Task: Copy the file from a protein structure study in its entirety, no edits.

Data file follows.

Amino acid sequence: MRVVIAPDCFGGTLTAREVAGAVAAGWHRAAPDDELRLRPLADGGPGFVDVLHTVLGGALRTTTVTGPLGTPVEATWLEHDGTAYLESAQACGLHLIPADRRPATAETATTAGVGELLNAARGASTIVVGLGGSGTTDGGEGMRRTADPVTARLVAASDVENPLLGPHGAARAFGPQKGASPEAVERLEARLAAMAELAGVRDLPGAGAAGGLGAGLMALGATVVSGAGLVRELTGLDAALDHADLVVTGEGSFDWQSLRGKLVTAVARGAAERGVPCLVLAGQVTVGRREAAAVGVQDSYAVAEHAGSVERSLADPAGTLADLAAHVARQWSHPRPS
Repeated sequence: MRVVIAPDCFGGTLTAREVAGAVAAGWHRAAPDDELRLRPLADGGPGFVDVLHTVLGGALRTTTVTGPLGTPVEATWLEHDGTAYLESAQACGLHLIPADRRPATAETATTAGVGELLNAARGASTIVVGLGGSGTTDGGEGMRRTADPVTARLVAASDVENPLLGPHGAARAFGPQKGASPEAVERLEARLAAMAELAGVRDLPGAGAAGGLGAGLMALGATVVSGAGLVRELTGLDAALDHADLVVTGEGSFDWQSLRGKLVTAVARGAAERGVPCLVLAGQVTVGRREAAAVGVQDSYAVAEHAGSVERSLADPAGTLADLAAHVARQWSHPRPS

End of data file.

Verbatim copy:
Amino acid sequence: MRVVIAPDCFGGTLTAREVAGAVAAGWHRAAPDDELRLRPLADGGPGFVDVLHTVLGGALRTTTVTGPLGTPVEATWLEHDGTAYLESAQACGLHLIPADRRPATAETATTAGVGELLNAARGASTIVVGLGGSGTTDGGEGMRRTADPVTARLVAASDVENPLLGPHGAARAFGPQKGASPEAVERLEARLAAMAELAGVRDLPGAGAAGGLGAGLMALGATVVSGAGLVRELTGLDAALDHADLVVTGEGSFDWQSLRGKLVTAVARGAAERGVPCLVLAGQVTVGRREAAAVGVQDSYAVAEHAGSVERSLADPAGTLADLAAHVARQWSHPRPS
Repeated sequence: MRVVIAPDCFGGTLTAREVAGAVAAGWHRAAPDDELRLRPLADGGPGFVDVLHTVLGGALRTTTVTGPLGTPVEATWLEHDGTAYLESAQACGLHLIPADRRPATAETATTAGVGELLNAARGASTIVVGLGGSGTTDGGEGMRRTADPVTARLVAASDVENPLLGPHGAARAFGPQKGASPEAVERLEARLAAMAELAGVRDLPGAGAAGGLGAGLMALGATVVSGAGLVRELTGLDAALDHADLVVTGEGSFDWQSLRGKLVTAVARGAAERGVPCLVLAGQVTVGRREAAAVGVQDSYAVAEHAGSVERSLADPAGTLADLAAHVARQWSHPRPS